by Rice University, May 16, 2018 in ScienceDaily
Clues from some unusual Arizona rocks pointed Rice University scientists toward a discovery — a subtle chemical signature in rocks the world over — that could answer a long-standing mystery: What stole the iron from Earth’s continents?
The find has weighty implications. If the iron content of continental rocks was a bit greater, as it is in the rocks beneath Earth’s oceans, for example, our atmosphere might look more like that of Mars, a planet so littered with rusty, oxidized rocks that it appears red even from Earth.
In a new paper available online in Science Advances, Rice petrologists Cin-Ty Lee, Ming Tang, Monica Erdman and Graham Eldridge make a case that garnet steals the most iron from continents. The hypothesis flies in the face of 40-plus years of geophysical thinking, and Tang, a postdoctoral fellow, and Lee, professor and chair of the Department of Earth, Environmental and Planetary Sciences at Rice, said they expect a healthy dose of skepticism from peers.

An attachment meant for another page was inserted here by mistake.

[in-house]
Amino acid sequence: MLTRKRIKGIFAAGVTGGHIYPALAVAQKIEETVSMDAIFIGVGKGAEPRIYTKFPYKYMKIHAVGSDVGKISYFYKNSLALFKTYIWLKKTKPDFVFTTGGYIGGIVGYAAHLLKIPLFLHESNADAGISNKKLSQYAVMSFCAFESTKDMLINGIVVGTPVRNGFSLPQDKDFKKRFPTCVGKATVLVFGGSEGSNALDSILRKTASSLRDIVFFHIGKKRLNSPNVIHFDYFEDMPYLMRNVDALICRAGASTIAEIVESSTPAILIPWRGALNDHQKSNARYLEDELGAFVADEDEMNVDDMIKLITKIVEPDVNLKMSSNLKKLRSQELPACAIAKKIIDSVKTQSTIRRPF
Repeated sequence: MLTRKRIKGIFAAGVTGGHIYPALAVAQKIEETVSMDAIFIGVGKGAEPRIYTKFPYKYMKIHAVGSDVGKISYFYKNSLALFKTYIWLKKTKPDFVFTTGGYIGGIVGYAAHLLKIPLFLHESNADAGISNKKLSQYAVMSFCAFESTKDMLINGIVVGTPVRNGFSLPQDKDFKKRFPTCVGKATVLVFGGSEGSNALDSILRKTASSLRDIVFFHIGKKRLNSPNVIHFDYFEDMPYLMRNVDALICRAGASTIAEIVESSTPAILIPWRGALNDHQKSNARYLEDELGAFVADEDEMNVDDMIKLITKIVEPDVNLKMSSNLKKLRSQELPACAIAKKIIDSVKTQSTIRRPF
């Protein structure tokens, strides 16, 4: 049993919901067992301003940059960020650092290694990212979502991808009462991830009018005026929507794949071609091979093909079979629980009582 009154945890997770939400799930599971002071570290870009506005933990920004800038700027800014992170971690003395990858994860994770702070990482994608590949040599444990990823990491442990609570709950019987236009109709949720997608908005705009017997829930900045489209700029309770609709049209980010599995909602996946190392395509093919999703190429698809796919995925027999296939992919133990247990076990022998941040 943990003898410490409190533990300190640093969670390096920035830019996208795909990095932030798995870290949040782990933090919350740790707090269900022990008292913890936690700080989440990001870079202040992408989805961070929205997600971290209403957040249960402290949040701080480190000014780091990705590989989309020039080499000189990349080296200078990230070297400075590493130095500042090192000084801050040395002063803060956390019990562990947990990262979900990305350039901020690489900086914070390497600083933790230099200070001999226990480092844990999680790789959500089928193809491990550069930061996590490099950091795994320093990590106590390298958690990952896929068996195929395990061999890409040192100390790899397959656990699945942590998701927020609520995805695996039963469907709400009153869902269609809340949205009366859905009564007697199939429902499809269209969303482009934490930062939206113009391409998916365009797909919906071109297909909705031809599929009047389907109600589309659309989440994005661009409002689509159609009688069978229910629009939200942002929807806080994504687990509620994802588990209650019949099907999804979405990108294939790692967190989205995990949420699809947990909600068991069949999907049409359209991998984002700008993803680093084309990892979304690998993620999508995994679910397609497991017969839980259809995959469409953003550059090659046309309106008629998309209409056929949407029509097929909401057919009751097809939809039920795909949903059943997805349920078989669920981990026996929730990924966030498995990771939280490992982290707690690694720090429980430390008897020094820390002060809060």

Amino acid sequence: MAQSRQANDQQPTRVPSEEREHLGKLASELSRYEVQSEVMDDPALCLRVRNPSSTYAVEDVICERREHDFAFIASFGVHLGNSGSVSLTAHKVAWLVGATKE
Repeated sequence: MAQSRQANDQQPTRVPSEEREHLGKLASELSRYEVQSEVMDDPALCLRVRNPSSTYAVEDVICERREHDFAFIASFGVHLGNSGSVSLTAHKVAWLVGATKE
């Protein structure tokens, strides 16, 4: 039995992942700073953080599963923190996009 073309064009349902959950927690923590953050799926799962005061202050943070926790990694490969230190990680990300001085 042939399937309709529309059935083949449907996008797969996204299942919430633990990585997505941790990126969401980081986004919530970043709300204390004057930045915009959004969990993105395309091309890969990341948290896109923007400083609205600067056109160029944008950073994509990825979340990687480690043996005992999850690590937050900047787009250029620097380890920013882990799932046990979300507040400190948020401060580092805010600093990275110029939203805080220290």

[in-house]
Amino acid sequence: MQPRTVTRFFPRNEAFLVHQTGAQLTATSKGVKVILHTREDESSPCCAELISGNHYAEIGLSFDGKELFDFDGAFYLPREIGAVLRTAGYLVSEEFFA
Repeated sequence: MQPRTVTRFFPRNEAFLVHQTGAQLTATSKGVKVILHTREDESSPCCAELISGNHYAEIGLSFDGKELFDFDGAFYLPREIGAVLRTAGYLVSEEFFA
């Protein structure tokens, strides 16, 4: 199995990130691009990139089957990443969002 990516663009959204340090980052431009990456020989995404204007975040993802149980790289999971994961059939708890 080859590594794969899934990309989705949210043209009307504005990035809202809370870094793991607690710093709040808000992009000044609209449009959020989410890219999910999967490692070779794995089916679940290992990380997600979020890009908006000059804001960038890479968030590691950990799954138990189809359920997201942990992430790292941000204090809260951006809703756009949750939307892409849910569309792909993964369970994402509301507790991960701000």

“The standard view … (…)